Award-winning journalist and blogger Lisa Stone can teach a master class on reinvention. Lisa began her career covering politics for the Oakland Tribune before being recruited by CNN as a strategic programmer. In 1997, after giving birth to a beautiful baby boy, Lisa knew that the harried life that accompanied covering the newsbeat would not be conducive to her new role as a mom. So, she quit her high powered job and was hired by Web TV, where she worked three days a week producing news and sports segments.
After six months on the job, Lisa was recruited by an internet start-up, Women.com - where she was hired as executive producer with a four-day-a-week work schedule. Within four years, Lisa launched an 18 channel network that led Women.com to become the largest women's site on the internet. As she entered her fifth year at the company, the site was bought by ivillage and Lisa, who was now divorced, decided it was time to make a change. And so, she accepted a journalism fellowship at Harvard University and moved to Boston along with her son.
As a single mom attending Harvard, Lisa says she finally got to spend quality time with her child - picking him up in the middle of the day and attending those Mommy and Me classes her babysitter used to attend with him. "It was the first time in my life I got to calm down," Lisa says. But the calm wouldn't last long.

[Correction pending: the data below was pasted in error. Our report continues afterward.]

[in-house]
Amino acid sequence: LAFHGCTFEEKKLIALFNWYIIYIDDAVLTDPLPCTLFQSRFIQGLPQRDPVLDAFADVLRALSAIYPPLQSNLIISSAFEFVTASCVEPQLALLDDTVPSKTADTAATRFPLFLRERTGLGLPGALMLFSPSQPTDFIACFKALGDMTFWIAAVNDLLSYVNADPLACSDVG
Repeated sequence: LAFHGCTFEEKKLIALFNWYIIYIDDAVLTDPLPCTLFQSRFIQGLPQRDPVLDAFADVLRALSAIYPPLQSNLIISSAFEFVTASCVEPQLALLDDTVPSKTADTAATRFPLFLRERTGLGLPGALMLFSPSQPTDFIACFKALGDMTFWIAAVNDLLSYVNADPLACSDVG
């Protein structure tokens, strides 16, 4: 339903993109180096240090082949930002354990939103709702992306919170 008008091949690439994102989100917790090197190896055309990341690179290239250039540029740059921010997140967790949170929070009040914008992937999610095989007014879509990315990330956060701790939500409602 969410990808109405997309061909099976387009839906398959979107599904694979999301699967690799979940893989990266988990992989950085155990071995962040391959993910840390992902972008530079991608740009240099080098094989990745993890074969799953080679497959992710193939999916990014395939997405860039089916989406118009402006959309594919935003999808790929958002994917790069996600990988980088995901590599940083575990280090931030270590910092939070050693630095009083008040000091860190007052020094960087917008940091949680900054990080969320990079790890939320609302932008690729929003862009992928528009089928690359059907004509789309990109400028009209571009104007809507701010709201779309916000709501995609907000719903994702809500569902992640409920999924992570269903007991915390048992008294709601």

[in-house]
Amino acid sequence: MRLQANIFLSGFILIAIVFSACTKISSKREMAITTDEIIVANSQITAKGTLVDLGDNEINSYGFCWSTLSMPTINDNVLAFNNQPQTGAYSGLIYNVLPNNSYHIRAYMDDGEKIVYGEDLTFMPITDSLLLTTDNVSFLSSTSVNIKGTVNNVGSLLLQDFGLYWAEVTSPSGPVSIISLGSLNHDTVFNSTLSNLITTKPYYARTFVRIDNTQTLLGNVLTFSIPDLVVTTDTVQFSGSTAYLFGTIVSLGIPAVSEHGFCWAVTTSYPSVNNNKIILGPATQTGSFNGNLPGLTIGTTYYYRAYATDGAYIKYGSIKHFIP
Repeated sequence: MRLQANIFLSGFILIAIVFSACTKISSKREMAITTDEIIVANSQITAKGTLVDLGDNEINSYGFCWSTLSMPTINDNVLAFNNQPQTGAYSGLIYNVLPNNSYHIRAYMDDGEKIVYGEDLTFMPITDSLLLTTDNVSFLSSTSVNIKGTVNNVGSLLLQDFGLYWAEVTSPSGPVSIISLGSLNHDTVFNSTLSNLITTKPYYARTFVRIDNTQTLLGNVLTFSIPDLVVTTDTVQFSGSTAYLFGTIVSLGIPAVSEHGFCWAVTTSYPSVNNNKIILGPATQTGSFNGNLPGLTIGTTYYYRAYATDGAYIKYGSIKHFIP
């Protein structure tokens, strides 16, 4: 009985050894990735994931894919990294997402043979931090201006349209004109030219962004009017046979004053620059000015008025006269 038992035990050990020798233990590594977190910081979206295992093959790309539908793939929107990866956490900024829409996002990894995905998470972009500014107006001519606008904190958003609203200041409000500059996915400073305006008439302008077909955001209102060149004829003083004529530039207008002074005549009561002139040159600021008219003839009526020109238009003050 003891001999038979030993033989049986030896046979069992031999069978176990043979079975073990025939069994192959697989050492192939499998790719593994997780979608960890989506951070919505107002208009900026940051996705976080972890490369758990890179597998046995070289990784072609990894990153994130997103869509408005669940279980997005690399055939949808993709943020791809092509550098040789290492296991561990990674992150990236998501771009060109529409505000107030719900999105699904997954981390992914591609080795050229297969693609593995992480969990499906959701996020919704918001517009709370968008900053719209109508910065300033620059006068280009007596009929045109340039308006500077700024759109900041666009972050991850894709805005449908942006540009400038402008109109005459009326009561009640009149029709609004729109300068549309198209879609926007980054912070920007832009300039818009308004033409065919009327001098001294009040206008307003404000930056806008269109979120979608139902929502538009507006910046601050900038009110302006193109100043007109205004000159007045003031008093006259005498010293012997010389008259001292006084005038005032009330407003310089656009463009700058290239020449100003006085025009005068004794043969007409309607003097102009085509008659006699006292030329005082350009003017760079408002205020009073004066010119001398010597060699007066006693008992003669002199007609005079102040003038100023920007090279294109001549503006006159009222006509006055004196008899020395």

After completing her fellowship, Lisa took on a number of consulting jobs where she launched successful blog networks and interactive programming for many national brands including Hearst and Rodale magazines, E! Television/Online, HBO's Sex and the City, Knight Ridder Digital, American Lawyer and Glam Media. She also worked as freelance writer and was published by the New York Times, Los Angeles Times and Publishers Weekly and was recruited by the Los Angeles Times to blog on the Democratic National Convention.
Following the Convention, Lisa also began blogging on her own site surfette, where she came in contact with many other women who much like herself, were sharing their opinions on everything from politics to playdates, in blogs they created on the internet. As the phenomenon of blogging continued to grow and thrive, Lisa envisioned a way to bring all of these virtual writers together under one umbrella.